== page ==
1. Confirm that an Online Bank Is Legitimate and that Your Deposits Are Insured
Whether you are selecting a traditional bank or an online bank that has no physical offices, it’s wise to make sure that it is legitimate and that your deposits are federally insured. Here are tips specifically designed for consumers considering banking over the Internet.
a) Read key information about the bank posted on its Web site.
1. Most bank Web sites have an “About Us” section or something similar that describes the institution. You may find a brief history of the bank, the official name and address of the bank’s headquarters, and information about its insurance coverage from the FDIC.
b) Protect yourself from fraudulent Web sites.
2. For example, watch out for copycat Web sites that deliberately use a name or Web address very similar to, but not the same as, that of a real financial institution. The intent is to lure you into clicking onto their Web site and giving your personal information, such as your account number and password. Always check to see that you have typed the correct Web site address for your bank before conducting a transaction.
c) Verify the bank’s insurance status.
3. To verify a bank’s insurance status, look for the familiar FDIC logo or the words “Member FDIC” or “FDIC Insured” on the Web site.
Look at your bank’s Web site for information about its security practices, or contact the bank directly.
Encryption is the process of scrambling private information to prevent unauthorized access. To show that your transmission is encrypted, some browsers display a small icon on your screen that looks like a “lock” or a “key” whenever you conduct secure transactions online. Avoid sending sensitive information, such as account numbers, through unsecured e-mail.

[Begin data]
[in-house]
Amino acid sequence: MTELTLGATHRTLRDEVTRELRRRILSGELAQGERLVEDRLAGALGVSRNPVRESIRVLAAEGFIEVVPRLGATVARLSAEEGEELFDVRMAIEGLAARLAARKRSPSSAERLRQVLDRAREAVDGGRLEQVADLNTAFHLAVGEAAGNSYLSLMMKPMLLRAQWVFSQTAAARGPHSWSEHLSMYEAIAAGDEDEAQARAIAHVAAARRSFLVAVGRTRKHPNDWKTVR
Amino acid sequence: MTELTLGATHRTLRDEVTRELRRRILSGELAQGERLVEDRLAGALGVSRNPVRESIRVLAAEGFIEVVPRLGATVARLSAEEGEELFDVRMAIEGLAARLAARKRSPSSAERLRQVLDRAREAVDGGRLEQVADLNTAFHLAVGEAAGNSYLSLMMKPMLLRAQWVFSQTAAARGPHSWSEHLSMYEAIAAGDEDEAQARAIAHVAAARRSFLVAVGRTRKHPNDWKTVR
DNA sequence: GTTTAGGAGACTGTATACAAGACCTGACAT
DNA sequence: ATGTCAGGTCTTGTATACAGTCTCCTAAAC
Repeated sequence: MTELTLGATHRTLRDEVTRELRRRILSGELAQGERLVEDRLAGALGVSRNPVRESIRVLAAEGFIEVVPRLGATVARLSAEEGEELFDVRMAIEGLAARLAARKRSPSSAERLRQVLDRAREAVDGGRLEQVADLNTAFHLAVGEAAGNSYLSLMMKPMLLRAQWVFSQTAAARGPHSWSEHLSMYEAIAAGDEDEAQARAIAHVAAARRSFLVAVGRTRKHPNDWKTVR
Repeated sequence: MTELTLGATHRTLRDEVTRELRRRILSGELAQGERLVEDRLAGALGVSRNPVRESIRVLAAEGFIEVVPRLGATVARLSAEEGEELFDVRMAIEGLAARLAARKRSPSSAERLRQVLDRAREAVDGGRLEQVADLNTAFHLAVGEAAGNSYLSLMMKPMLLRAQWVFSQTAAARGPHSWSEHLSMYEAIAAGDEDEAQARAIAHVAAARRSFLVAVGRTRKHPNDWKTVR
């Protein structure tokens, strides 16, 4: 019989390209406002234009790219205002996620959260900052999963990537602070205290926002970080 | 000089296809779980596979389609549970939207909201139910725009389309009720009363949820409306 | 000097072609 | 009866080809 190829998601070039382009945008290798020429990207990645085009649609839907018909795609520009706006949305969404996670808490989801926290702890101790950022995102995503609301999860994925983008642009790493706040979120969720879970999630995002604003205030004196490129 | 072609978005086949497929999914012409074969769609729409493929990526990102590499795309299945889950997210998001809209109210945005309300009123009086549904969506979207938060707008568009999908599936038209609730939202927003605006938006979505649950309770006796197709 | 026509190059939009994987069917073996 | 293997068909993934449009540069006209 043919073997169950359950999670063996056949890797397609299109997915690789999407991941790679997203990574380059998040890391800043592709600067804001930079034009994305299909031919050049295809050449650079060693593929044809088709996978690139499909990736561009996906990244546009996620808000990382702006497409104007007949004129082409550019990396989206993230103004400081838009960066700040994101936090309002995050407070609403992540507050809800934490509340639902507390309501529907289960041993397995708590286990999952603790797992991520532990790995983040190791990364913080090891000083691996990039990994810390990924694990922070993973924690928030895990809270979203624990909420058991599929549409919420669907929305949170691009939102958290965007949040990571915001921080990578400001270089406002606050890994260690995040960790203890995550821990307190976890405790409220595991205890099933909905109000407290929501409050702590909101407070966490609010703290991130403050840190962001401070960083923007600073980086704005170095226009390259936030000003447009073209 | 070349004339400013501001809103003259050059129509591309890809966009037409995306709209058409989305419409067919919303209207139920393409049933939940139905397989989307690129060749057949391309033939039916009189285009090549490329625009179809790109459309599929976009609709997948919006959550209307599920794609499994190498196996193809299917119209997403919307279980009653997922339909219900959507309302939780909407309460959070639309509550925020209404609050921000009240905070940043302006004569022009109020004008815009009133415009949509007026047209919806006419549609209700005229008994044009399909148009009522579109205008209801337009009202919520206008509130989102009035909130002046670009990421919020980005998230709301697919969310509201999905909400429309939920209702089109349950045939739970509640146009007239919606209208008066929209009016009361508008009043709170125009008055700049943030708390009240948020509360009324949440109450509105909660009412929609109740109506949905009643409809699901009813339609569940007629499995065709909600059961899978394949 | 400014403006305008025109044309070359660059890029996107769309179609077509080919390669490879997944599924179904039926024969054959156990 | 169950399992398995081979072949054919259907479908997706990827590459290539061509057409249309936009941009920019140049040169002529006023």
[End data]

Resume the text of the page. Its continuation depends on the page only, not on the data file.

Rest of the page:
Passwords or personal identification numbers (PINs) should be used when accessing an account online. Your password should be unique to you and you should change it regularly. Do not use birthdates or other numbers or words that may be easy for others to guess. Always carefully control to whom you give your password. For example, if you use a financial company that requires your passwords in order to gather your financial data from various sources, make sure you learn about the company’s privacy and security practices.
General security over your personal computer such as virus protection and physical access controls should be used and updated regularly. Contact your hardware and software suppliers or Internet service provider to ensure you have the latest in security updates.If you have a security concern about your online accounts, contact your bank to discuss possible problems and remedies. Remember that nonfinancial Web sites that are linked to your bank’s site are not FDIC-insured.